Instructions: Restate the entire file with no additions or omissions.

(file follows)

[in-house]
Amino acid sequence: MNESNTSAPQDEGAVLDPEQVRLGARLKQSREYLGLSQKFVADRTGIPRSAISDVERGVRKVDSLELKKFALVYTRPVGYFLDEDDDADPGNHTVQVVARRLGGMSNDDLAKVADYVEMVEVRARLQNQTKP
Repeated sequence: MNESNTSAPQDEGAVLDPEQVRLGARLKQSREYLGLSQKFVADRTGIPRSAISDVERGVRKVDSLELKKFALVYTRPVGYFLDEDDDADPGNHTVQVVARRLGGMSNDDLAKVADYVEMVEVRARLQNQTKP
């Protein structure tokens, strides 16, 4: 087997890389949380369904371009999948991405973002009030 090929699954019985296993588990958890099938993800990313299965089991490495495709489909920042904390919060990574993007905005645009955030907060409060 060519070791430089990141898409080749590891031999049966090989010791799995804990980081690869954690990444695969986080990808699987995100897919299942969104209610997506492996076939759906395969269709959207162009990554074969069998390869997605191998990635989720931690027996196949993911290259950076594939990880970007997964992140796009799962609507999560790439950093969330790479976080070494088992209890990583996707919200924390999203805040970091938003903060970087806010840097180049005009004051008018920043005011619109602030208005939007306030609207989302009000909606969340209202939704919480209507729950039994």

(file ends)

[in-house]
Amino acid sequence: MNESNTSAPQDEGAVLDPEQVRLGARLKQSREYLGLSQKFVADRTGIPRSAISDVERGVRKVDSLELKKFALVYTRPVGYFLDEDDDADPGNHTVQVVARRLGGMSNDDLAKVADYVEMVEVRARLQNQTKP
Repeated sequence: MNESNTSAPQDEGAVLDPEQVRLGARLKQSREYLGLSQKFVADRTGIPRSAISDVERGVRKVDSLELKKFALVYTRPVGYFLDEDDDADPGNHTVQVVARRLGGMSNDDLAKVADYVEMVEVRARLQNQTKP
């Protein structure tokens, strides 16, 4: 087997890389949380369904371009999948991405973002009030 090929699954019985296993588990958890099938993800990313299965089991490495495709489909920042904390919060990574993007905005645009955030907060409060 060519070791430089990141898409080749590891031999049966090989010791799995804990980081690869954690990444695969986080990808699987995100897919299942969104209610997506492996076939759906395969269709959207162009990554074969069998390869997605191998990635989720931690027996196949993911290259950076594939990880970007997964992140796009799962609507999560790439950093969330790479976080070494088992209890990583996707919200924390999203805040970091938003903060970087806010840097180049005009004051008018920043005011619109602030208005939007306030609207989302009000909606969340209202939704919480209507729950039994």